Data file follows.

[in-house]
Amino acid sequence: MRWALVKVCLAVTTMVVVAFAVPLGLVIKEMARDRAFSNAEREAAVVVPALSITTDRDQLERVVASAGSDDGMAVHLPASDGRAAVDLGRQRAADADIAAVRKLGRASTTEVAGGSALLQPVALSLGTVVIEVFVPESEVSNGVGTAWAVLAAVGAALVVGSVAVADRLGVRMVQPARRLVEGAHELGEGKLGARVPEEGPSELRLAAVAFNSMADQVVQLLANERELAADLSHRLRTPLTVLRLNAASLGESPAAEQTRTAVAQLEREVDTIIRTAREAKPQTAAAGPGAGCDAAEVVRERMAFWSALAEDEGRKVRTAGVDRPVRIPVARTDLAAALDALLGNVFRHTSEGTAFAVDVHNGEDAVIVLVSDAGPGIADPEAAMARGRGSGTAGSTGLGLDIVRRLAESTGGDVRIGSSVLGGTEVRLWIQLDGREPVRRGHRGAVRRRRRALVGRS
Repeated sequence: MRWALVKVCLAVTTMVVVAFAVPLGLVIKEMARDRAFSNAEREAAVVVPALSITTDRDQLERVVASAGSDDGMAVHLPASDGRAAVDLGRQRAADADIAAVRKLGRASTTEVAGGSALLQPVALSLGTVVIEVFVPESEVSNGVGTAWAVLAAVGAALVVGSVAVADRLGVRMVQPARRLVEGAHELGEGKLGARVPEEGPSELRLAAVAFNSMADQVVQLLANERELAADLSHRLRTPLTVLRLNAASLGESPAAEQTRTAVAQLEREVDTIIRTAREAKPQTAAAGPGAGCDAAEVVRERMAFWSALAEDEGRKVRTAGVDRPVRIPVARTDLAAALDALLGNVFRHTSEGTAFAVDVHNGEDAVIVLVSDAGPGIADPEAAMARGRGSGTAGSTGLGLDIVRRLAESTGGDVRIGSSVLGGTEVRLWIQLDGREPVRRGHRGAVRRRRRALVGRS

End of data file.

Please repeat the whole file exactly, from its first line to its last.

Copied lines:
[in-house]
Amino acid sequence: MRWALVKVCLAVTTMVVVAFAVPLGLVIKEMARDRAFSNAEREAAVVVPALSITTDRDQLERVVASAGSDDGMAVHLPASDGRAAVDLGRQRAADADIAAVRKLGRASTTEVAGGSALLQPVALSLGTVVIEVFVPESEVSNGVGTAWAVLAAVGAALVVGSVAVADRLGVRMVQPARRLVEGAHELGEGKLGARVPEEGPSELRLAAVAFNSMADQVVQLLANERELAADLSHRLRTPLTVLRLNAASLGESPAAEQTRTAVAQLEREVDTIIRTAREAKPQTAAAGPGAGCDAAEVVRERMAFWSALAEDEGRKVRTAGVDRPVRIPVARTDLAAALDALLGNVFRHTSEGTAFAVDVHNGEDAVIVLVSDAGPGIADPEAAMARGRGSGTAGSTGLGLDIVRRLAESTGGDVRIGSSVLGGTEVRLWIQLDGREPVRRGHRGAVRRRRRALVGRS
Repeated sequence: MRWALVKVCLAVTTMVVVAFAVPLGLVIKEMARDRAFSNAEREAAVVVPALSITTDRDQLERVVASAGSDDGMAVHLPASDGRAAVDLGRQRAADADIAAVRKLGRASTTEVAGGSALLQPVALSLGTVVIEVFVPESEVSNGVGTAWAVLAAVGAALVVGSVAVADRLGVRMVQPARRLVEGAHELGEGKLGARVPEEGPSELRLAAVAFNSMADQVVQLLANERELAADLSHRLRTPLTVLRLNAASLGESPAAEQTRTAVAQLEREVDTIIRTAREAKPQTAAAGPGAGCDAAEVVRERMAFWSALAEDEGRKVRTAGVDRPVRIPVARTDLAAALDALLGNVFRHTSEGTAFAVDVHNGEDAVIVLVSDAGPGIADPEAAMARGRGSGTAGSTGLGLDIVRRLAESTGGDVRIGSSVLGGTEVRLWIQLDGREPVRRGHRGAVRRRRRALVGRS